Choosing an Imaging Tool

There are two tiers of tools to working with digital files. Tier one is the import and organization tier and Tier two tools is the editing and printing tier. Although some Tier one tools include printing and limited editing

Tier one tools cover how do the images get off the card and how do we as photographers sort, store, tag, etc. and decide on the images to be printed or viewed in some manner. The tools that fit in this tier are Adobe Lightroom, Apple's Aperture (new release just announced), Nikon ViewNX, ACDSee Photo Manager Pro, Bibble 5, and others.

These tools may also include varying editing and printing abilities that for a lot of photos are more that adequate. Also, on the MAC and Windows platforms, there are built in organizing tools. Mac has the IPhoto and Windows Explorer and Media Center that serve the organizing and printing function.

The other tier (second tier) of tools include Photoshop CS, Photoshop Elements, CaptureNX, and others. These are full image editors and serve as the heavy lifters if an image requires more handling that the tier one application can handle. These are typically poor at organizing and searching for photos. They are usually used as an external editor to a management application.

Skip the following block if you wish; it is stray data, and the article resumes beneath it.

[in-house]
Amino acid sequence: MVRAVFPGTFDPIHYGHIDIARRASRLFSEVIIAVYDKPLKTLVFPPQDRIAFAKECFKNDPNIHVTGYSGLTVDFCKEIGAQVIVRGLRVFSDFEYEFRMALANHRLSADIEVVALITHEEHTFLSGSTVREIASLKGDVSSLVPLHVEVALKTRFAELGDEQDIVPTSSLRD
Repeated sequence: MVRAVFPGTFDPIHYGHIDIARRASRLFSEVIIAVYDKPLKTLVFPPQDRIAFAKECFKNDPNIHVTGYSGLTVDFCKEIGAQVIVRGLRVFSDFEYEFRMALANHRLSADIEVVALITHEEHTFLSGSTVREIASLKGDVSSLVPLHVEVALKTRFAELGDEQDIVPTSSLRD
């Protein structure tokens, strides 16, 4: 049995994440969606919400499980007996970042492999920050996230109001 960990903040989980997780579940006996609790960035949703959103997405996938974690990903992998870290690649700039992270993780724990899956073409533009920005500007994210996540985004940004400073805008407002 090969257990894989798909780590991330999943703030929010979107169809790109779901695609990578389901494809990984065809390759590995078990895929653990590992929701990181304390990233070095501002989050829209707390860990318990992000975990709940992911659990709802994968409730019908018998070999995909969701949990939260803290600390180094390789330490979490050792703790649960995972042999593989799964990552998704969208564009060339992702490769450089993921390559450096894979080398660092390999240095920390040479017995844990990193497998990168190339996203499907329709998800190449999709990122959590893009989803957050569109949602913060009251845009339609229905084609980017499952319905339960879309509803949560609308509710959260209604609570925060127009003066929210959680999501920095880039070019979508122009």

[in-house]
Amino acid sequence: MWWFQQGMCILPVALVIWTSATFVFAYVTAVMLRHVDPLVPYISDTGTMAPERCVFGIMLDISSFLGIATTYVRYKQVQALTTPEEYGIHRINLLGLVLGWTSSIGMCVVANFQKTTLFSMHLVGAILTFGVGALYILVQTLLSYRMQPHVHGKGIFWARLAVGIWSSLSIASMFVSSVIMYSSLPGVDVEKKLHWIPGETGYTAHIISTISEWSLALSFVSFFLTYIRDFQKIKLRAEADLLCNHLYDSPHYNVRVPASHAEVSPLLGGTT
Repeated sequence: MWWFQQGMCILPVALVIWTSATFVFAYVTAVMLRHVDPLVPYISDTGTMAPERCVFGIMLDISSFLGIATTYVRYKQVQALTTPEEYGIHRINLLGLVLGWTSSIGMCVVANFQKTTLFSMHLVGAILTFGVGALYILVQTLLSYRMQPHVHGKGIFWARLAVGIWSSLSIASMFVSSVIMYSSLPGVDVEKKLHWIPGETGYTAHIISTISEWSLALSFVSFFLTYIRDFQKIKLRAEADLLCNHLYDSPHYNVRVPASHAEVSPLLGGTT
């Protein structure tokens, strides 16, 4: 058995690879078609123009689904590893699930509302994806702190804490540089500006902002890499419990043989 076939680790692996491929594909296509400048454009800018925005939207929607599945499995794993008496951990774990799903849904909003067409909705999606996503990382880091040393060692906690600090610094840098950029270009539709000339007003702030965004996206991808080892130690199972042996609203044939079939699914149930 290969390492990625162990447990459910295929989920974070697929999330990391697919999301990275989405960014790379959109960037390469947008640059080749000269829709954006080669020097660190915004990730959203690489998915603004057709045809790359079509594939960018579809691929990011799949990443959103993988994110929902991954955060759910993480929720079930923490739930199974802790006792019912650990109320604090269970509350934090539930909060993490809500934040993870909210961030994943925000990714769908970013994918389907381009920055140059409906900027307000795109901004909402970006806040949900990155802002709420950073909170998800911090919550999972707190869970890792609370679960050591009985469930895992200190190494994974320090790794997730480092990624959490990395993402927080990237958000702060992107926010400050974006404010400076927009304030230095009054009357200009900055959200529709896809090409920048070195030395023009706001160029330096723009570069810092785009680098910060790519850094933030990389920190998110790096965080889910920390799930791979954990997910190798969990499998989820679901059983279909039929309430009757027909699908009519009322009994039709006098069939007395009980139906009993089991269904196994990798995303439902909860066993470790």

Although some like the two Photoshop tools and CaptureNX have a scaled down organizer or browser tool. Photoshop Elements version is a scaled down set of tools found in the CS version. It is often adequate for most needs.

What should be the choice?

Try a tier two tool first (they all offer a trail period). Pay attention to how you would download/organize, tag/rate, search, sort and edit/print/display a card of 100(+) images. Then try one of the tier one tools for the same process.

In the end you will discover what works for the images you take. I have been able to use the Windows Media Center and Photoshop Elements (on the Mac: iPhoto) for my earlier work. This included mostly the scans from film slides and the JPG files I created before I went totally digital. If I shoot images only as JPG files , I can continue to use this combination.

But, since switching to a RAW based image workflow, I am finding that a tier one tools is becoming a necessity to replace Media Center in my workflow. I have been testing Lightroom and plan to test Bibble and one offered by wildlife photographer Moose Peterson.

I hope this helps.

Look for a tools comparison coming soon...